In the 1950s, up to 75% of couples met on the dancefloor. How times have changed. UK broadcaster Channel 4 is looking to give the BBC’s Strictly Come Dancing a run for its money, while bringing back some of that ‘70s magic with primetime format Flirty Dancing (not to be confused with Dirty Dancing).
The 5 x 60-minute show pairs two couples per episode. Host Ashley Banjo (pictured), a British choreographer, meets the singles before devising a two-minute bespoke dance routine for the pairs. The singles then have separate training sessions to learn the routine, before finally coming together on the day of the dance.
Unaware of who they are about to be dancing with, the music starts and the singles turn to meet each other for the first time as they dance without words. Each single is then asked to decide, based solely on the dance, whether they want to see each other again, and their decisions aren’t unveiled until the end of the episode.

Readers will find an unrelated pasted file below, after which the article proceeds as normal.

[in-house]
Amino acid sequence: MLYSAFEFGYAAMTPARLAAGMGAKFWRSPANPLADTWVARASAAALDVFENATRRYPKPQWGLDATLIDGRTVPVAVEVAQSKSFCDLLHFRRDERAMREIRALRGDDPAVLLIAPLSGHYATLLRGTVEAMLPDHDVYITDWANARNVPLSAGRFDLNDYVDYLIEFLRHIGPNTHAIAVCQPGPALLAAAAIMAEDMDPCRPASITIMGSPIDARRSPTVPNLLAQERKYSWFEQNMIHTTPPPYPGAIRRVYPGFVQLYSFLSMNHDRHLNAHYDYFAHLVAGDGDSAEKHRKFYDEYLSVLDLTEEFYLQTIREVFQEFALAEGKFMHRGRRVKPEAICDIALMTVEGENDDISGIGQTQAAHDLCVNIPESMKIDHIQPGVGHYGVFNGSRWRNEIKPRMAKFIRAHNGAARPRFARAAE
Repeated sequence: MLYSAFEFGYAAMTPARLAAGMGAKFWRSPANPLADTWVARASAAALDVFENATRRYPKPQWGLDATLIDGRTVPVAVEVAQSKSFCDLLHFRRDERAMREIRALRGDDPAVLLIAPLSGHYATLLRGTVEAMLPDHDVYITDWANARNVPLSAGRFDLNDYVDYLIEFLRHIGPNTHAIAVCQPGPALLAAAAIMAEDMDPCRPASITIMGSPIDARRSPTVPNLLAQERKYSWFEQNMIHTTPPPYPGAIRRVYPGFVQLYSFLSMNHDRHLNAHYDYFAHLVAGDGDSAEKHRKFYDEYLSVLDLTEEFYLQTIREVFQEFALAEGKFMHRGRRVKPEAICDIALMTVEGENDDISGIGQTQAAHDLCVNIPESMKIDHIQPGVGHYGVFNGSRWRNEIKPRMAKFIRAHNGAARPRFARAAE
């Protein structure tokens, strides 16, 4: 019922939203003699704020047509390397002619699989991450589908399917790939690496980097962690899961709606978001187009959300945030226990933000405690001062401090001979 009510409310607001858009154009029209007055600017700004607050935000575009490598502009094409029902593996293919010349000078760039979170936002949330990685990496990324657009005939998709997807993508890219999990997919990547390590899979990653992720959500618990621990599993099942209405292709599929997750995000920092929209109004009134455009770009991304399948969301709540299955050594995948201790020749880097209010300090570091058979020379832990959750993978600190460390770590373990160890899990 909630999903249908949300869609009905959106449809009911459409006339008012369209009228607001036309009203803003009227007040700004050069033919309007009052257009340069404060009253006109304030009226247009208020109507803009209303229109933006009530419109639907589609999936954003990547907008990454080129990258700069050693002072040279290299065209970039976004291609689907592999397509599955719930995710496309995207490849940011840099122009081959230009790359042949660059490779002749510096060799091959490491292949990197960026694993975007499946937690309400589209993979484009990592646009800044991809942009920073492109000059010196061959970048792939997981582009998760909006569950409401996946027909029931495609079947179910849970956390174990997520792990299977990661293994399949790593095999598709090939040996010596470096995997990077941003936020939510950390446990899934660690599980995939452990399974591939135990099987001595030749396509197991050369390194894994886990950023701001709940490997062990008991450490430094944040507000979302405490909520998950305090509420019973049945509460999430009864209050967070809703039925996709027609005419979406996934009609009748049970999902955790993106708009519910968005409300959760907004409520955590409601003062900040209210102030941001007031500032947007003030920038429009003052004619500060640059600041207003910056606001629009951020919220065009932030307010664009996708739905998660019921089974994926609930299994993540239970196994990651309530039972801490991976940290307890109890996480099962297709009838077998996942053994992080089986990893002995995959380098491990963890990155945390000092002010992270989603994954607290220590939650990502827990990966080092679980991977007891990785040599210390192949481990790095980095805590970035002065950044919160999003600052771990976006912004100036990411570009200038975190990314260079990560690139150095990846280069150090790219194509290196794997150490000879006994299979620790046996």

Every country has their own famous dance talent and it is a great vehicle to show off their talents.
Deborah Sargeant, chief creative officer of Objective Media Group-owned producer Second Star, notes that a celebrity version of the format is “very possible”, and discussions are currently taking place with Channel 4 around a celebrity spin-off.
“Every country has their own famous dance talent and it is a great vehicle to show off their talents,” adds Smith.
“Also, because those taking part have no idea who they are dancing with until the dance begins there is a great opportunity to include celebrity contributors.”